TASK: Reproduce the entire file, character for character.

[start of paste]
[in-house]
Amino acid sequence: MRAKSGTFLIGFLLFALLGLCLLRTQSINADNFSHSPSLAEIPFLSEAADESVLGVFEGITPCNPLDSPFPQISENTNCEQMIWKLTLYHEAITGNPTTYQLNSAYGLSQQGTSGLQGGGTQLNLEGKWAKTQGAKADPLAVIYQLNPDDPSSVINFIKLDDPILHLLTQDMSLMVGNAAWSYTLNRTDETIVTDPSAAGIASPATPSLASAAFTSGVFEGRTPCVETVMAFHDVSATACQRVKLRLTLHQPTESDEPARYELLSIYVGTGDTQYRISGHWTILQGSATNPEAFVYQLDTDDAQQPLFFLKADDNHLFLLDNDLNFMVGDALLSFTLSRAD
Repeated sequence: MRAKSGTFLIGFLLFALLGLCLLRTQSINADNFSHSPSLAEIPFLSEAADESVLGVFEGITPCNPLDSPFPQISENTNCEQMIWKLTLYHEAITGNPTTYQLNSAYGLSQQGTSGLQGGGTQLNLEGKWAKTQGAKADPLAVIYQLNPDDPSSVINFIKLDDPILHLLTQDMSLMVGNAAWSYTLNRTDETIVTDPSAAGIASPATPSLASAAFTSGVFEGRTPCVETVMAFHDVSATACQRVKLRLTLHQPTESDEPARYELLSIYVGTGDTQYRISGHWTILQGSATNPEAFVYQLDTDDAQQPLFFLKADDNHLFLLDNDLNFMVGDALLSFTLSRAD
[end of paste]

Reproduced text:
[in-house]
Amino acid sequence: MRAKSGTFLIGFLLFALLGLCLLRTQSINADNFSHSPSLAEIPFLSEAADESVLGVFEGITPCNPLDSPFPQISENTNCEQMIWKLTLYHEAITGNPTTYQLNSAYGLSQQGTSGLQGGGTQLNLEGKWAKTQGAKADPLAVIYQLNPDDPSSVINFIKLDDPILHLLTQDMSLMVGNAAWSYTLNRTDETIVTDPSAAGIASPATPSLASAAFTSGVFEGRTPCVETVMAFHDVSATACQRVKLRLTLHQPTESDEPARYELLSIYVGTGDTQYRISGHWTILQGSATNPEAFVYQLDTDDAQQPLFFLKADDNHLFLLDNDLNFMVGDALLSFTLSRAD
Repeated sequence: MRAKSGTFLIGFLLFALLGLCLLRTQSINADNFSHSPSLAEIPFLSEAADESVLGVFEGITPCNPLDSPFPQISENTNCEQMIWKLTLYHEAITGNPTTYQLNSAYGLSQQGTSGLQGGGTQLNLEGKWAKTQGAKADPLAVIYQLNPDDPSSVINFIKLDDPILHLLTQDMSLMVGNAAWSYTLNRTDETIVTDPSAAGIASPATPSLASAAFTSGVFEGRTPCVETVMAFHDVSATACQRVKLRLTLHQPTESDEPARYELLSIYVGTGDTQYRISGHWTILQGSATNPEAFVYQLDTDDAQQPLFFLKADDNHLFLLDNDLNFMVGDALLSFTLSRAD